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100 Colorado Creatives: Adam Lerner

100 Colorado Creatives: Adam Lerner
Photo by Richard Peterson.

#4: Adam Lerner

There's not much one can say about Adam Lerner that would truly do him justice. He runs MCA Denver with nothing resembling an iron hand: He's funny, impossibly smart, steeped in culture and a natty dresser, and he has a knack for surrounding himself with people of the same ilk. And he's made MCA, as he did the Lab at Belmar before it, a friendlier place where the intellectual processes of looking at and understanding art become both fun and more directly challenging. We're lucky to have Lerner at the helm of Denver's handsome contemporary-art palace, where serendipitous programming brings lightness to the work of appreciating art. Amen. Read on to see where Lerner is at and where he's going.

See also: 100 Colorado Creatives: Nora Burnett Abrams

Adam Lerner with his object of fascination, Mark Mothersbaugh.
Adam Lerner with his object of fascination, Mark Mothersbaugh.
Richard Peterson

If you could collaborate with anyone in history, who would it be, and why?

I would want to work with P.T. Barnum because he liked doing outrageous things. I'd also maybe involve Congress. The way I imagine it, I'd turn to P.T. and say something like, "What if, instead of having boring grey streets and roadways, we painted them in interesting patterns and fabulous colors?" And he would be like, "Yeah, and what if the storefronts of all shops were aquariums?" And Congress would say, "You know, we can make that the law." And then there would be unanimous bipartisan support for it.

 

Who in the world is interesting to you right now, and why?

Right now, Mark Mothersbaugh occupies every point of the compass for me. From before he co-founded the band DEVO to this very minute, he has been making art and music with boundless imagination and energy. And there is one lesson that I take from everything he makes, from his outlandish musical contraptions to zany cartoons. I believe he is saying that, given all the rules and limitations that we establish for each other and ourselves, and all the damage that's been done to us and we've done to ourselves, our task is to attempt to transform whatever we can of all of that into something we can call our art. Then, we have found our voice and may even be able to find our greatness. Denver audiences will get to discover that lesson for themselves when my exhibition of Mothersbaugh's career work opens on Halloween 2014.

Continue reading for more from Adam Lerner.

What's one art trend you want to see die this year?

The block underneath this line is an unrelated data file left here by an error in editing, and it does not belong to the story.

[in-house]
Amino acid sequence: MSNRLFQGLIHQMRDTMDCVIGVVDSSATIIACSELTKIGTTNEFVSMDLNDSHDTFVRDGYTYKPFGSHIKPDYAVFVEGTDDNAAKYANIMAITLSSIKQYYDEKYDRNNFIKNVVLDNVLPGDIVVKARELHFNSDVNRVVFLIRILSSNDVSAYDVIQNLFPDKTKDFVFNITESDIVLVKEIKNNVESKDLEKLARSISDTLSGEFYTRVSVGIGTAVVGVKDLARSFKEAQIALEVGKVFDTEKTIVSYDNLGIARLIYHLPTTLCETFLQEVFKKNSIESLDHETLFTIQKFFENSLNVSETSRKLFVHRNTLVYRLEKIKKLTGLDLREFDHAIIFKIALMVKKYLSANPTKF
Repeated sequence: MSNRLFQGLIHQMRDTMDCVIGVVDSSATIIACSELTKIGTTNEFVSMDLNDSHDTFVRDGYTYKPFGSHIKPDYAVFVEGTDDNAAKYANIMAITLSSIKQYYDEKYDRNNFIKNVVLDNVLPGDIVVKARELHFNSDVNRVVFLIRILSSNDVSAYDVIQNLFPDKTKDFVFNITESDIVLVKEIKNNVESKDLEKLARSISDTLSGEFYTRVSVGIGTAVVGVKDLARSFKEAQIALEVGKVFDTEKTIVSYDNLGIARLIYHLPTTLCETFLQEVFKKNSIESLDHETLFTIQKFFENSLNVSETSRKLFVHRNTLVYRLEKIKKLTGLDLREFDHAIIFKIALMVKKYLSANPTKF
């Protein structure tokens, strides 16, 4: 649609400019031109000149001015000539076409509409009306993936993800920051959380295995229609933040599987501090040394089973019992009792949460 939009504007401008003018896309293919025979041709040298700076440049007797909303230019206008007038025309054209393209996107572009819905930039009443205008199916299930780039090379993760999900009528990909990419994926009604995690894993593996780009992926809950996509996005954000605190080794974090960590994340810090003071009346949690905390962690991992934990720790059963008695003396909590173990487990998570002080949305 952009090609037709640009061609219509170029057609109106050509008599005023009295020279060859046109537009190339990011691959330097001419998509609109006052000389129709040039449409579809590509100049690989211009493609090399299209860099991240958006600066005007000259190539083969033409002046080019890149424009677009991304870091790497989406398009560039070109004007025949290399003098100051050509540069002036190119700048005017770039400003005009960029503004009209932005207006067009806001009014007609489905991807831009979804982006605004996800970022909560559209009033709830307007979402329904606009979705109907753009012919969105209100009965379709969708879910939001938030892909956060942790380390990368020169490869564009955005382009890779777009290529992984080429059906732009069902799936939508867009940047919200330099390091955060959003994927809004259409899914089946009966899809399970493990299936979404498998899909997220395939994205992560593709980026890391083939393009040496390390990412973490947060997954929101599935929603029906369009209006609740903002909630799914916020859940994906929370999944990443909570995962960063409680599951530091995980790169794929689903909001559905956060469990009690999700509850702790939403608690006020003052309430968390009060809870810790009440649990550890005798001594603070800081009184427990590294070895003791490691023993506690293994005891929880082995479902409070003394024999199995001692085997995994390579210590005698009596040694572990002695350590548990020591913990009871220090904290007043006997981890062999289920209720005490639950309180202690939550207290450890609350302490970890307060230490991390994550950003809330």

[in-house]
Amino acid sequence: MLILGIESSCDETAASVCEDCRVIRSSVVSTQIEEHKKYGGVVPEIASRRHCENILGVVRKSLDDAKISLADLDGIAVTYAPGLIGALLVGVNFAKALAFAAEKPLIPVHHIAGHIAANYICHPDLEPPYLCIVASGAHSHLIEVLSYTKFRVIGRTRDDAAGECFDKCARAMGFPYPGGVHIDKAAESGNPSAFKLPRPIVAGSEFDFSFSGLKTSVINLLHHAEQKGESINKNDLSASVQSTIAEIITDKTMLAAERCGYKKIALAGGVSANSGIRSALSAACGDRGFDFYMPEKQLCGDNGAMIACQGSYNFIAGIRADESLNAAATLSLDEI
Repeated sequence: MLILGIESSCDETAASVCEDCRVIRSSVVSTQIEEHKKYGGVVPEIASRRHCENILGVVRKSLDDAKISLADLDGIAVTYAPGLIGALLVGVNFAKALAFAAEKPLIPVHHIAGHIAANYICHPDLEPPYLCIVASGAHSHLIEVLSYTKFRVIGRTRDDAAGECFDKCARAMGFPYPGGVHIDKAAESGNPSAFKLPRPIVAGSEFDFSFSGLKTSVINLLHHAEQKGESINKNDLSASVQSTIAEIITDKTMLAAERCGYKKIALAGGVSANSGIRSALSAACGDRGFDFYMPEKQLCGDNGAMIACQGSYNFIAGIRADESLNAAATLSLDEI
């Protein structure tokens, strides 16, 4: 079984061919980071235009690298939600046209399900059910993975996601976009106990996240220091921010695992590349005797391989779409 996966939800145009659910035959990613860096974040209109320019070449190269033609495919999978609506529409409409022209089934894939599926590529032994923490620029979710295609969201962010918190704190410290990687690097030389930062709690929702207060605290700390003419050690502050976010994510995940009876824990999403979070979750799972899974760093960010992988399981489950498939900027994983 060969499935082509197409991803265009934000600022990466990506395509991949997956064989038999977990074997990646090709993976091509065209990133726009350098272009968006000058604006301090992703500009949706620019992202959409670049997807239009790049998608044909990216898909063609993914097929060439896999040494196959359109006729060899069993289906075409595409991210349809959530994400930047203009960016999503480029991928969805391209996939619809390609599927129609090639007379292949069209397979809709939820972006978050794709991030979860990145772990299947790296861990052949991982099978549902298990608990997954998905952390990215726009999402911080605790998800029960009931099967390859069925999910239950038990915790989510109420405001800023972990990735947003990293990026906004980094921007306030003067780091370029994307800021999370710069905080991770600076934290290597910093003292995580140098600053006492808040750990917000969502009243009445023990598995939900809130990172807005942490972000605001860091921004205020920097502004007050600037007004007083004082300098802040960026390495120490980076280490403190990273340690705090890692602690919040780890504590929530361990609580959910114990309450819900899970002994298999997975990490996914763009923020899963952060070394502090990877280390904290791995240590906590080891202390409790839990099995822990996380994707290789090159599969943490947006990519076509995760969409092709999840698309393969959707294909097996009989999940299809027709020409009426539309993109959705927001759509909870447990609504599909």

Cheese. I know it is a long, sacred tradition, but I hope to never see another rubbery piece of cheese served at an art opening.

What's your day job?

I don't have a day job. Wait, I only have a day job. Whichever it is, I run a museum.

 

A mystery patron offers you unlimited funds for life. What will you do with it?

First, I would buy a small Alexander Calder mobile, which I've always wanted. Then, I would realize my plan for a massive art parade down 15th Street in Denver, a contemporary art version of Mardi Gras, where art students would work throughout the year creating spectacular floats, indie composers would compose music for high school marching bands, and performance artists would develop mile-long performance pieces. Then, downtown Denver hotels would be filled a year in advance with international artists coming to town to be a part of the annual event.

 

What's the one thing Denver (or Colorado) could do to help the arts?

Most importantly, make rents low enough in urban neighborhoods for artists to afford to live and work there. The only real way to ensure low rents is to increase crime, but I'm not sure if that's viable in this political climate. May have to just provide subsidized housing.

Continue reading for more from Adam Lerner.

Senga Nengudi, Untitled, 2011. Nylon, mesh, sand and mixed media, 60 x 72 x 8 in. Khanna Family Collection, India.
Senga Nengudi, Untitled, 2011. Nylon, mesh, sand and mixed media, 60 x 72 x 8 in. Khanna Family Collection, India.

Who is your favorite Colorado Creative?

John Hickenlooper.

What's on your agenda in the coming year?

Pretty much the same as last year: oversee about ten exhibitions and over fifty public programs at the museum, give a few dozen lectures and public talks, have about 250 lunch meetings and write one book.

 

Who do you think will get noticed in the local arts community in 2014?

Senga Negudi is a Colorado artist recognized by museums all around the world. Denver audiences will have the opportunity to see her work this Spring at both RedLine and MCA Denver with our partner exhibitions.

Learn more about exhibitions and programs at MCA Denver online.

Throughout the year, we'll be shining the spotlight on 100 superstars from Denver's rich creative community. Stay tuned to Show and Tell for more, or visit the 100 Colorado Creatives archive to catch up.

To keep up with the Froyd's eye view of arts and culture in Denver, "like" my fan page on Facebook.